I was recently neknominated by a friend. For those of you who have been living on a desert island (that has no internet access) for the past couple of months, Neknominate is an internet-spread drinking game whereby the nominated drinks a pint of alcohol (often beer) and then passes on the nomination to someone else via social media...
I was upfront with the doctor who confirmed Jonah's pregnancy at around six weeks about my alcohol consumption. He tried to alleviate my fears, telling me his wife didn't realise she was pregnant until she was five months gone. "We just don't know what the effects might be," he said, but you are far from the only one who gets drunk before they realise they are pregnant.
It is not a game. It is a competition, and a very dangerous one at that. As the chain goes on, so too does the intensity of the videos. Those who back out or break the chain are ridiculed by their so-called friends. The cybershame of failing to live up to the nomination is putting increased peer pressure on youths to rise to this dangerous challenge.
Surely you must know the adverse effects of bad diet and no exercise. Why should the taxpayer pay for what is, ultimately, the exercise of your freedom of choice? This is the question that Jeremy Paxman asked the former NHS chief Sir David Nicholson, when Nicholson went to Newsnight to describe his transition from being the head of the NHS to becoming yet another NHS patient with diabetes.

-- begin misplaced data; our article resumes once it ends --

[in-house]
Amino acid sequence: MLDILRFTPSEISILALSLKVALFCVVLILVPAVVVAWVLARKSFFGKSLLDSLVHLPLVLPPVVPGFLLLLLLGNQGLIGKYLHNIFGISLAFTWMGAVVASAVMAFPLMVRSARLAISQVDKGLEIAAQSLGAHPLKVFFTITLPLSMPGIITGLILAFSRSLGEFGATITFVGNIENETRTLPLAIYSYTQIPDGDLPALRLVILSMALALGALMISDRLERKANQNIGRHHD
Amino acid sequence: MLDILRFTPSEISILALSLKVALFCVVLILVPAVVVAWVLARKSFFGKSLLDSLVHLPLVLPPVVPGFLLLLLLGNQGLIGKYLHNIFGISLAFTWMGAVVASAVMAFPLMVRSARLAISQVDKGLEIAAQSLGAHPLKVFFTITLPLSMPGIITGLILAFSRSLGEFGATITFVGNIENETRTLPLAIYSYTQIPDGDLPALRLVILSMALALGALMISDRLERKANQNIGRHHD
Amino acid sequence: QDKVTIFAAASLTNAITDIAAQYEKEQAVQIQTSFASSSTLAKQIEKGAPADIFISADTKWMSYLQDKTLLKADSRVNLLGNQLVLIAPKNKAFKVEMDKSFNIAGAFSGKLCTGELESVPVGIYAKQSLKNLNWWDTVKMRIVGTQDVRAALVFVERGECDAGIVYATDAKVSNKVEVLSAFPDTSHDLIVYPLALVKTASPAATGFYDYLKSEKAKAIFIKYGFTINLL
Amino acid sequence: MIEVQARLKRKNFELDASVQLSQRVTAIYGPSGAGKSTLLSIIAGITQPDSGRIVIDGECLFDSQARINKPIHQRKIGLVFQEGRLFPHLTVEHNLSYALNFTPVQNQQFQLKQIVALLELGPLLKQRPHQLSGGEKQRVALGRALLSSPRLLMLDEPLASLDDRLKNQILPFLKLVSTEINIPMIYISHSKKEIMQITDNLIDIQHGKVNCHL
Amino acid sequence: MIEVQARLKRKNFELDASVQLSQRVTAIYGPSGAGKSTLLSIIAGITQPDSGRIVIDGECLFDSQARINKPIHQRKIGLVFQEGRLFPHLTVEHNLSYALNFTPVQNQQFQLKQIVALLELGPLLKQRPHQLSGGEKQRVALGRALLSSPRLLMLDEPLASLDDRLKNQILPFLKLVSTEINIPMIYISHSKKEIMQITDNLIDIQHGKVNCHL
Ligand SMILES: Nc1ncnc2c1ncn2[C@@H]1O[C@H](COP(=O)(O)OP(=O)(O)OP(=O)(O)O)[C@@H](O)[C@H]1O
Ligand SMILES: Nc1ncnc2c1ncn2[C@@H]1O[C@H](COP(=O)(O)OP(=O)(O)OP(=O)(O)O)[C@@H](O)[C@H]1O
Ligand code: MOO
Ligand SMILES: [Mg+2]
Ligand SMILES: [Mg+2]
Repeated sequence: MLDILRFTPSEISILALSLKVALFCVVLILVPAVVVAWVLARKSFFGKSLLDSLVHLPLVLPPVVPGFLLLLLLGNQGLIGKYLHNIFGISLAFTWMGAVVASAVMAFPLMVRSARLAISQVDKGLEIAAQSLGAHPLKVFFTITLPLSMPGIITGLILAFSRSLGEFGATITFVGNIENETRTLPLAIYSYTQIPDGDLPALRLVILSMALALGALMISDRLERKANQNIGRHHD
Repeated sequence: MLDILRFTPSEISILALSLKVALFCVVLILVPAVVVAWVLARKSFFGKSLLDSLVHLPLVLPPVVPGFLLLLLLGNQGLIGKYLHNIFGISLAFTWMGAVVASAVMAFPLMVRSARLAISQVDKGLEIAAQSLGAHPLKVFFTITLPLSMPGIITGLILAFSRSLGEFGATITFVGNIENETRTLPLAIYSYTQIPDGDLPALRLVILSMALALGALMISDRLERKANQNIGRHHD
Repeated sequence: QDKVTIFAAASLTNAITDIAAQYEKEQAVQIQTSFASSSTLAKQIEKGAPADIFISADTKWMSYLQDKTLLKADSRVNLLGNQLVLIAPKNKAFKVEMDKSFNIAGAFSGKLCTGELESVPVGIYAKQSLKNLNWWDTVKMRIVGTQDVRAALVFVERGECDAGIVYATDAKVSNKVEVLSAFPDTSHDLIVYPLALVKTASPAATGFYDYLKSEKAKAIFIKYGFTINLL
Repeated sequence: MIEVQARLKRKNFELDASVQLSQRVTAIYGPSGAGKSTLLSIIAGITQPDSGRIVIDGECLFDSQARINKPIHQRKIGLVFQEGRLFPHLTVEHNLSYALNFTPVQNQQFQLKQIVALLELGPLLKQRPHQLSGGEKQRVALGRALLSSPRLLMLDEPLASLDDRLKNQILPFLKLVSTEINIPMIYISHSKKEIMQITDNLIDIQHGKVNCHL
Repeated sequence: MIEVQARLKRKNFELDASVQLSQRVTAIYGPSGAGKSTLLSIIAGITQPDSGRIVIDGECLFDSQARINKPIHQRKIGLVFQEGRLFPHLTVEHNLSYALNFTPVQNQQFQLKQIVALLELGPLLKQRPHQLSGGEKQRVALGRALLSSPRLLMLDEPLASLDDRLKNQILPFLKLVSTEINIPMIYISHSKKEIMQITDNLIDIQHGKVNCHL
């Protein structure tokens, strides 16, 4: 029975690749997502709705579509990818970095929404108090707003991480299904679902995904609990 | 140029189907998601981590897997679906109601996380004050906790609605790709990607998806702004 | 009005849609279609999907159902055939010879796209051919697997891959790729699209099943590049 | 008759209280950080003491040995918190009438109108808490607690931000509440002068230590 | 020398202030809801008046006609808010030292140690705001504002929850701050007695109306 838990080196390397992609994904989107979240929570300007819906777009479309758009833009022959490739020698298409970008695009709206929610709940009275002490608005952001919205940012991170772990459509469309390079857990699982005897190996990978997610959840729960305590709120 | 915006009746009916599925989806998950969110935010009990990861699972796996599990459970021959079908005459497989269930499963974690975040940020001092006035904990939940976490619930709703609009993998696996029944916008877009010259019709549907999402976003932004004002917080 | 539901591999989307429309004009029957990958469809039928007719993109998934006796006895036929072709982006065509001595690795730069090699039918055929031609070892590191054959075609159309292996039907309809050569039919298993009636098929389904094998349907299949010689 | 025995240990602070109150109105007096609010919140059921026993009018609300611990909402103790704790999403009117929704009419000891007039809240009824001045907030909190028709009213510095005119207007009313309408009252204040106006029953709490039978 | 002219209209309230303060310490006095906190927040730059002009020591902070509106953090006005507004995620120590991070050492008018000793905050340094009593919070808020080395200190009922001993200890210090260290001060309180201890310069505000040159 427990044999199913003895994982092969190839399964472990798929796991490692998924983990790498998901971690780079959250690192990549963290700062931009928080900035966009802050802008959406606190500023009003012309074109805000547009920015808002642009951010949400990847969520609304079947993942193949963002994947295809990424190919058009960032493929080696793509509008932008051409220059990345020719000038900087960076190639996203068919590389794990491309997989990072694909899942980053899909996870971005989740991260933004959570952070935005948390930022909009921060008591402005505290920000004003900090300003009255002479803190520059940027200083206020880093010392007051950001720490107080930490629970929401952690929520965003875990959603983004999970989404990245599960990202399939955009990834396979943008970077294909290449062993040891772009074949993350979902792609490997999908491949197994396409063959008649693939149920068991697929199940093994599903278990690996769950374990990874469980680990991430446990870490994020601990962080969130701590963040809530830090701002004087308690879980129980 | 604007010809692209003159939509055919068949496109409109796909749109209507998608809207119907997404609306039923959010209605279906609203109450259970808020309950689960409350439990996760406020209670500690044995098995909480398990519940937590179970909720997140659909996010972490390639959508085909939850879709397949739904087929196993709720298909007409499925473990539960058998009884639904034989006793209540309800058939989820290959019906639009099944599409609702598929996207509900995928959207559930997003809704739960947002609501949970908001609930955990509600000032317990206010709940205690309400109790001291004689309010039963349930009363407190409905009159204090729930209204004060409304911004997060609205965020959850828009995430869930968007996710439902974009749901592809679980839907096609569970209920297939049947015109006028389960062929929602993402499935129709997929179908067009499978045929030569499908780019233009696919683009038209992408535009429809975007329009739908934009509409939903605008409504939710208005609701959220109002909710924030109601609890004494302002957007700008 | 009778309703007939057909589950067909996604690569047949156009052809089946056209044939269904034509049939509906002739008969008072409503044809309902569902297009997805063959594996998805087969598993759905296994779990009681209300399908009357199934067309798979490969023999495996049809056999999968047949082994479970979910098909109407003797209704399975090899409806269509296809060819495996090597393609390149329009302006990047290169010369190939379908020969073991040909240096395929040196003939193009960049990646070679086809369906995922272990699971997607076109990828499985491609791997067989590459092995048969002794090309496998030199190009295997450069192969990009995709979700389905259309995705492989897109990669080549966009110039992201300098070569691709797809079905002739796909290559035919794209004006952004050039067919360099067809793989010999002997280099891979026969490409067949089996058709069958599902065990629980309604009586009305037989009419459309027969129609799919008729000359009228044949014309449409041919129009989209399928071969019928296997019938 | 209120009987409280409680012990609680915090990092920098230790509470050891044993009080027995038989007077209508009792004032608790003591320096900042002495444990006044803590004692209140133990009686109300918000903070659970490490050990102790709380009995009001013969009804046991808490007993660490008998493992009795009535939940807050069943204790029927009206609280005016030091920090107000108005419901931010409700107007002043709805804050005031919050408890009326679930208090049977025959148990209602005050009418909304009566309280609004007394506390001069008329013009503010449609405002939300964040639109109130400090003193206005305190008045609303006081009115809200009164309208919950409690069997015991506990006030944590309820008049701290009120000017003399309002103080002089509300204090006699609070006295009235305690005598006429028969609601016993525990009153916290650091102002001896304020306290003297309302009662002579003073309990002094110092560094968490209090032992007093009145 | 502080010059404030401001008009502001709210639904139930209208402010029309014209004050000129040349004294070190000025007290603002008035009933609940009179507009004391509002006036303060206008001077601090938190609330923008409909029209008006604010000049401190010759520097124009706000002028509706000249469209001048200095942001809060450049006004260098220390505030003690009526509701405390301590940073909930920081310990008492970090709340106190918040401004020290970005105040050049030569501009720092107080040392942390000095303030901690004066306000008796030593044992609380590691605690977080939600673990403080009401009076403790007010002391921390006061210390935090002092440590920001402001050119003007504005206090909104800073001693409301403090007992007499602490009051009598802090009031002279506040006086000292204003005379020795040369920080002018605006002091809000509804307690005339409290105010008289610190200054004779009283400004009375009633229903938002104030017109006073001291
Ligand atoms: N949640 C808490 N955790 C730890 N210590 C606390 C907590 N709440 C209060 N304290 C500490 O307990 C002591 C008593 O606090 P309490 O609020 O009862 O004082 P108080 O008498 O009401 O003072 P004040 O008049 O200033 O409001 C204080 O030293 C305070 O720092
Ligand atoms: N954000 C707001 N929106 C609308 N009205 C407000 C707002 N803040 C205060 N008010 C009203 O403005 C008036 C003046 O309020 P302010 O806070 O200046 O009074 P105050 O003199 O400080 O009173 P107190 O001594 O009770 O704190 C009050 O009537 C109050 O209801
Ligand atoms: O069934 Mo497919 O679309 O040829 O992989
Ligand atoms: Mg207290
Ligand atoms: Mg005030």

The other huge problem about body dysmorphia is the normalisation and misuse of the term. You only have to look at gossip magazines covers to see celebrities mouthing about their muffin tops, slamming their cellulite and loathing their legs; thats human nature, its natural. Its not necessarily right, and we all do it far too often, but it's something innate in all of us.
I rarely drink alcohol. I have a physical condition that means that I can live with either alcohol or gravity but not both, and so went dry not just for a month but for ten straight years. Not just any ten years either, the good ones where you are old enough to have proper fun and young enough to outrun the Fuzz.
Anyone who thinks dying from an overdose is selfish has a weird idea of what an addict wants out of life. There comes a point at which drinking, drug use, all that - they're not fun anymore. Philip Seymour Hoffman wasn't out partying. He was alone in his bathroom, compelled. Cory Monteith in his hotel room. Chris Kelly in his living room.
Before my month away from the tipple, I was very self-aware about how young and immature I was. Now I feel as though I am actually an adult. Someone who can have one drink and mean one, who can have a diet Coke instead of a shot of vodka at a busy venue, who doesn't feel obliged to stay out if in fact they want to go home.